Gary Lennon is aiming to get a Rock Celtic revival underway having been named first-team manager for 2020. (Pic: Aidan Dullaghan)
Gary Lennon is aiming to get a Rock Celtic revival underway having been named first-team manager for 2020.
The recently retired defender has taken over a side that only marginally avoided relegation to Division One last term, with Shane O’Callaghan and Paddy Reilly set to work alongside him as assistants.
Lennon is braced for a raft of retirements, which leaves the Sandy Lane outfit preparing for the new season with a much younger panel than in recent seasons. Yet investing in youth was a principle on which he accepted the role.
“We understand where the club wants us to go,” Lennon told The Democrat.
“We’ve been living in, and dare I say it, the Derek Delany and David Ward era for long enough, so we’re fully aware that there are a lot of players who are going to retire.
“The last five or six years our squad has generally been old - myself and Paddy Reilly are gone, big Dessie McKeown, Derek and Wardy: they’re big losses to the team, but we still have some good senior players there, seven to eight in their late 20s or early 30s, and we’ve a lot of young lads.
“Our focus, as a club, is the development of the younger players. We want, in two or three years’ time, to have a really good senior team again, like the one back in 2008-’11, when we were challenging constantly.
“But it’s a project and a philosophy that’s starting at U14s and U15s and the last few years, we’ve nearly got used to trying not to get relegated and having to go and get a result on the last night, but it’ll stand to young lads at 22 or 23; they’re well fit for senior football now.”
This will be Rock’s third campaign back in the top-flight, having lifted the Division One crown at the first time of asking in the spring of 2018. That title-winning panel had balance with academy graduates like Aidan Curtin, Odhran Duffy and Brendan Rogers featuring regularly.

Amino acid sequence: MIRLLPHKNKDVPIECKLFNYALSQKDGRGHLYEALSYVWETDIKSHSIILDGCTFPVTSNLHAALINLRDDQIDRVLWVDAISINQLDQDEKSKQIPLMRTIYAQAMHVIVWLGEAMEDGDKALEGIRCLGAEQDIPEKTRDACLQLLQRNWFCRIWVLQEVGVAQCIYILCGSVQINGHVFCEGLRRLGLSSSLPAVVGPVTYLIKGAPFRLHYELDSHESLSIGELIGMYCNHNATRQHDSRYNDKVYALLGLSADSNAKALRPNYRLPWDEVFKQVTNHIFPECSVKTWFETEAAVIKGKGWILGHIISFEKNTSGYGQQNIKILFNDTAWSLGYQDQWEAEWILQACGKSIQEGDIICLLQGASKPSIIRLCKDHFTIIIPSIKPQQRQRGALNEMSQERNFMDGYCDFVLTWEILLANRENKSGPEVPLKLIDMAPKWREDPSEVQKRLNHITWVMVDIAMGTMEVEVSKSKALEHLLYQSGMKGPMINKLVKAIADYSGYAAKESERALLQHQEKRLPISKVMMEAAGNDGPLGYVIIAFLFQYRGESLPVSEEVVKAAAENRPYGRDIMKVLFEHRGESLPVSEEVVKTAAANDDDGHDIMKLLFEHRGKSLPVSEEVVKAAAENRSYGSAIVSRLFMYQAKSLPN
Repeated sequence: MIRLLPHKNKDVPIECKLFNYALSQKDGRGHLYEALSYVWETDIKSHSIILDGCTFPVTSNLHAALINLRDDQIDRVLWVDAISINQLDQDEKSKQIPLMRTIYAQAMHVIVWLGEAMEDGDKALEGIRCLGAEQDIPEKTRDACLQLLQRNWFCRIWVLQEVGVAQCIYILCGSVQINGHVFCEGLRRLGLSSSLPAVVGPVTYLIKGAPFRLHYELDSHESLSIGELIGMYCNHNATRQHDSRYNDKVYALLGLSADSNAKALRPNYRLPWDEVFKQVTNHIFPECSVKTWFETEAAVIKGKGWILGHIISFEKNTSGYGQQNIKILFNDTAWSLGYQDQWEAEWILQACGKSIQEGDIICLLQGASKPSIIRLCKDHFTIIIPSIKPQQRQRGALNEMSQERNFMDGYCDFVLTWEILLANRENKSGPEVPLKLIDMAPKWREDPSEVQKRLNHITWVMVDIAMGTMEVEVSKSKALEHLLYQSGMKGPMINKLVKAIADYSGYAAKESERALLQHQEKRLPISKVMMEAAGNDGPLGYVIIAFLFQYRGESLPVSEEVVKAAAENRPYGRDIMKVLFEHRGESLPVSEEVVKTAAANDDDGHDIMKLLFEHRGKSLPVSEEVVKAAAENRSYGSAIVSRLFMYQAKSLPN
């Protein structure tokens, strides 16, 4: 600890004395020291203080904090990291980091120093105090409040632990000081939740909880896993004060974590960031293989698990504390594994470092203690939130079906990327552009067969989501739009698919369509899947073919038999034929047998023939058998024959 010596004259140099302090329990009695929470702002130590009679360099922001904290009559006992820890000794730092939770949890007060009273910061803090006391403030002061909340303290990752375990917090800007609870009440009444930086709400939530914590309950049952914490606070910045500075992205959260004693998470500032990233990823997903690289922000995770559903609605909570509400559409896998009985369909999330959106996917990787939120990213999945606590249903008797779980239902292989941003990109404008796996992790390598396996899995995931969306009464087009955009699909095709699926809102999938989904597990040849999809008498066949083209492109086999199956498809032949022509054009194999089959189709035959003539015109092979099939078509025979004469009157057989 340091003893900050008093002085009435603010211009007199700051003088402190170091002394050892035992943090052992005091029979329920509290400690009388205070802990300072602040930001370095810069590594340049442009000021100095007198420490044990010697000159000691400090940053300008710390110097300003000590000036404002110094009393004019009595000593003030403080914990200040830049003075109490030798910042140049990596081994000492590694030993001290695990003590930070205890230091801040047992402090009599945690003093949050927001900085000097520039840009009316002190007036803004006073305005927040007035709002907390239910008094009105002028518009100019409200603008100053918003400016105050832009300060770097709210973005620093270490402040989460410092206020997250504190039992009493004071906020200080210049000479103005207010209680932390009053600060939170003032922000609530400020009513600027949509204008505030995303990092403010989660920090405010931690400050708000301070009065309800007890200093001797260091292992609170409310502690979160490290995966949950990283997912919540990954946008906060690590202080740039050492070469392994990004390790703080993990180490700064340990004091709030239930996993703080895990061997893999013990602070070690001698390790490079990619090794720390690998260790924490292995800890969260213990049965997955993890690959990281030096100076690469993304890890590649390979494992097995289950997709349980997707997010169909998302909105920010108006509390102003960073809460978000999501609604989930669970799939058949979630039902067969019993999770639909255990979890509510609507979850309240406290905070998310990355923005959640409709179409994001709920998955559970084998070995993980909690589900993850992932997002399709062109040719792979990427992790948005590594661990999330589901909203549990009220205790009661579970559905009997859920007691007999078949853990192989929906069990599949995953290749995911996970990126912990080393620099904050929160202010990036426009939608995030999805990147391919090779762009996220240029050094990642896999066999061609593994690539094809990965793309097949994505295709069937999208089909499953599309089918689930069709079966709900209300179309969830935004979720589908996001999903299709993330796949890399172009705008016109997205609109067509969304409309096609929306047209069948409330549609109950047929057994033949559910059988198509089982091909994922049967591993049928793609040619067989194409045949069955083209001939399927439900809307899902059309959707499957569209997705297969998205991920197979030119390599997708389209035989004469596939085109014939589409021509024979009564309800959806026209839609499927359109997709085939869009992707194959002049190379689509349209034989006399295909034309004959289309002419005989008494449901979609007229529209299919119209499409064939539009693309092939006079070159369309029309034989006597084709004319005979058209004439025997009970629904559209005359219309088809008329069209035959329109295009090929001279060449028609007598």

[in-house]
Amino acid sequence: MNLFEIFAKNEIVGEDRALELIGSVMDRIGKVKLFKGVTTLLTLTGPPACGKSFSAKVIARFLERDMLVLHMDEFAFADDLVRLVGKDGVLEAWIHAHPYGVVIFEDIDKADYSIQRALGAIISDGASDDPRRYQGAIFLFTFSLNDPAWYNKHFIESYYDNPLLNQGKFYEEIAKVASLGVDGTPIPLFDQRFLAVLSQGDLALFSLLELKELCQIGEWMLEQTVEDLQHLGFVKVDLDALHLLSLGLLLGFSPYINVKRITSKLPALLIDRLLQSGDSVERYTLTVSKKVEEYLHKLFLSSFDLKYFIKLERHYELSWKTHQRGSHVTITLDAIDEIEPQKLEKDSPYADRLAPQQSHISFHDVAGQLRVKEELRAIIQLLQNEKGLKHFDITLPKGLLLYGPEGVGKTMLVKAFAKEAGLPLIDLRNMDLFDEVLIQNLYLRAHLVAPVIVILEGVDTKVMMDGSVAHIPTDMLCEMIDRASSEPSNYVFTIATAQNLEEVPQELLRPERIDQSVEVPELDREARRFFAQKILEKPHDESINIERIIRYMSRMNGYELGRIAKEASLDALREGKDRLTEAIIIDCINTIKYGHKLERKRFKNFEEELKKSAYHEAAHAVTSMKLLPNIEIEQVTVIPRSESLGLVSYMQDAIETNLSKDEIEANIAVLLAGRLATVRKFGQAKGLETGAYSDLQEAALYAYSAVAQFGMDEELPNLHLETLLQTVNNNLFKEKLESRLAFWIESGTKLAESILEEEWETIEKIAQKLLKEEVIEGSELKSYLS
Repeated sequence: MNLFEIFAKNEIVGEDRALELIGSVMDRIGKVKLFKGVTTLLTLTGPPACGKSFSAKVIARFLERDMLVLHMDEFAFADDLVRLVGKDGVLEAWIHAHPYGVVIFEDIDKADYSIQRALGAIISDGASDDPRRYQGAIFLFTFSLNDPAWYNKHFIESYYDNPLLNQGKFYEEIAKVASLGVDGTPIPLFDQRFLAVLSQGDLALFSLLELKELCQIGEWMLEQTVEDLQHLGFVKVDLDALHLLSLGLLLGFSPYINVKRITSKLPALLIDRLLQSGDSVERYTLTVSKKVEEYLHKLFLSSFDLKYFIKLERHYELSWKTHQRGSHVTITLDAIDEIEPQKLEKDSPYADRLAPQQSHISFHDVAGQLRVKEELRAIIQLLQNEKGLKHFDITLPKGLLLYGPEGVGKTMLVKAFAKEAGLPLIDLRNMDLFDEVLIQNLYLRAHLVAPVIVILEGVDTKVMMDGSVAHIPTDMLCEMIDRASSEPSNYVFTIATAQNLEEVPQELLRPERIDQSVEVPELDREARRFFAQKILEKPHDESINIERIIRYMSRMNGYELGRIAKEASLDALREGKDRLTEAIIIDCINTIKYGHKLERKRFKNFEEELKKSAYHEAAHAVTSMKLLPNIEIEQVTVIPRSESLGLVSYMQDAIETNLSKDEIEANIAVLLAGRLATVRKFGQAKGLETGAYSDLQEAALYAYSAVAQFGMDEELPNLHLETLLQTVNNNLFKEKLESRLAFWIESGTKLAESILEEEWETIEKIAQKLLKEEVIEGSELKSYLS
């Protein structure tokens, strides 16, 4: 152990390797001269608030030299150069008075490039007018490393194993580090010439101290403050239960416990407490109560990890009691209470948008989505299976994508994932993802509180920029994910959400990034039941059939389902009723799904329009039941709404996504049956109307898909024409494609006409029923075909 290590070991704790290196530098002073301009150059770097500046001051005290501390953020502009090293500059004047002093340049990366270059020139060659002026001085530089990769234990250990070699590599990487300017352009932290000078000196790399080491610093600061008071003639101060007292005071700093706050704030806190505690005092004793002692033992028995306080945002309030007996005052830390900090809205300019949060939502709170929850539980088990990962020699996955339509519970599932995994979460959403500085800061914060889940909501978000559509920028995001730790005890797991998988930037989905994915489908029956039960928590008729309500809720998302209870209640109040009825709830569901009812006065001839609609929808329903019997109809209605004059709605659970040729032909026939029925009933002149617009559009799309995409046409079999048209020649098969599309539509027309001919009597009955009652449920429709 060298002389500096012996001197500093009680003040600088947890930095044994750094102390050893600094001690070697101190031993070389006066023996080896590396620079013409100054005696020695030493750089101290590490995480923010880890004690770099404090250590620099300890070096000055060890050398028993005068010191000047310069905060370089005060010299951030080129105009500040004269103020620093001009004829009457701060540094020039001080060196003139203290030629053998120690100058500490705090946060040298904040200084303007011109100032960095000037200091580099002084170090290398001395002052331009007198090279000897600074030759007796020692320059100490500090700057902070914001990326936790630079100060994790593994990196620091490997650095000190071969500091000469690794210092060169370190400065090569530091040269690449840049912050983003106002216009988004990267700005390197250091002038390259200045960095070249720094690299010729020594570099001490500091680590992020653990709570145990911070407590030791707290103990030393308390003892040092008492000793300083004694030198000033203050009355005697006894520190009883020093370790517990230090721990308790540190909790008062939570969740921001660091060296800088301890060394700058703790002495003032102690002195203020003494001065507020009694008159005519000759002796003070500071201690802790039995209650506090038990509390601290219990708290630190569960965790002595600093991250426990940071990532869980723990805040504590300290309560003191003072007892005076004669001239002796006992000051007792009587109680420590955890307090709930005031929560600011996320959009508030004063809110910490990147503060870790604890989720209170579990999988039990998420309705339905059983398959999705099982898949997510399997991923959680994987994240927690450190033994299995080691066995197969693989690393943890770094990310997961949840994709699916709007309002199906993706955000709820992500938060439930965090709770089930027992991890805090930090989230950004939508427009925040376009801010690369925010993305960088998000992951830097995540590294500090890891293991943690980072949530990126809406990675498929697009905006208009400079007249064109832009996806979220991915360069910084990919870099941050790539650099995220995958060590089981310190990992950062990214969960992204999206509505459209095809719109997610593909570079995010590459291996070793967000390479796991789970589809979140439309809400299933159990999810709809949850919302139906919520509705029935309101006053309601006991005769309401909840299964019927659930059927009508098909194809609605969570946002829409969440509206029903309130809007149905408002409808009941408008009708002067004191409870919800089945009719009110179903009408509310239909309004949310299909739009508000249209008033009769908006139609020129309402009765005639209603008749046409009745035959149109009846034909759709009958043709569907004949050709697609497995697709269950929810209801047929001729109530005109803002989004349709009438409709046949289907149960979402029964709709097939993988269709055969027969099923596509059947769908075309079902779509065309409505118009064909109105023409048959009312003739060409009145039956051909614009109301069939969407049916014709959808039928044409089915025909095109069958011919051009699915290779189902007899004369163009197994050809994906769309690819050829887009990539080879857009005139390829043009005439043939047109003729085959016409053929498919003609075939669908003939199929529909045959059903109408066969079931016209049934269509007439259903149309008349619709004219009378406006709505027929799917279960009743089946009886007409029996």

Though turnover has been rife since and developing continuity in terms of selection has been virtually impossible, all the while the average age of the team has rocketed again.
But Curtin and Duffy are just two who are back on board, following contact from Lennon, as the Blackrock club bids to set successful wheels in motion, while avoiding the nationwide plague that has set in at junior level.
“The First Division is no laughing matter,” he added. “We’re going and playing on nice pitches and everything’s lovely, but you can end up in the middle of Meath on a Sunday morning at half-11; it’s a culture shock to some lads who aren’t used to it and some of those games are real dogfights.
“These lads, Odhran, Brendan and the others, have played in the First Division and while it’s not as gruelling as a Trim or Muirhevna Mor, there’s a lot to be learned and has been learned.
“So we’re certainly capable of challenging this year, to an extent, but what we really want to do is instil good values in the players: train hard and make sure attendances are immaculate. We’re looking for massive commitment from the lads.
“Myself, Paddy and Shane, we’ve been there and won. Winning stuff is fantastic and we want the lads to achieve that. But there’s hard work needed and so if we could finish mid-table or as high up as we can, not having to be constantly looking over our shoulders, there’s plenty of teams we know we can battle with.
Lennon has also left the door ajar for players with GAA commitments to play their part over the season. With the calendars clashing, he accepts the crossover could be troublesome, but ultimately recognises their necessity.
“If lads are committed to Gaelic, we’re trying to work with them and hopefully some of their managers will give us a bit of leeway. They do cross paths, but as the lads are going to find out, we’re going to need them.
“Last year Barry O’Hare came in and changed our outlook for the season. Seán Hand, Ciarán Clarke... Éanna McArdle came back when the Gaels left the championship. They’re all needed because they’ve such good experience.
“We’re missing an age-group between 22-27. I can guarantee you if you look at the Geraldines’ teamsheet, a lot of their players are between 22-27. In the parish it’s swings and roundabouts; one of us will be doing well and that’s our problem.
“We’re trying to fix it, by introducing a 17s and 19s team to keep these lads involved. But a lot of teams are in the same boat. As a whole, junior soccer is in a bit of trouble around the country. A lot of teams are folding and it’s not something any league is proud of, and it’s something we’re afraid of in the Rock.”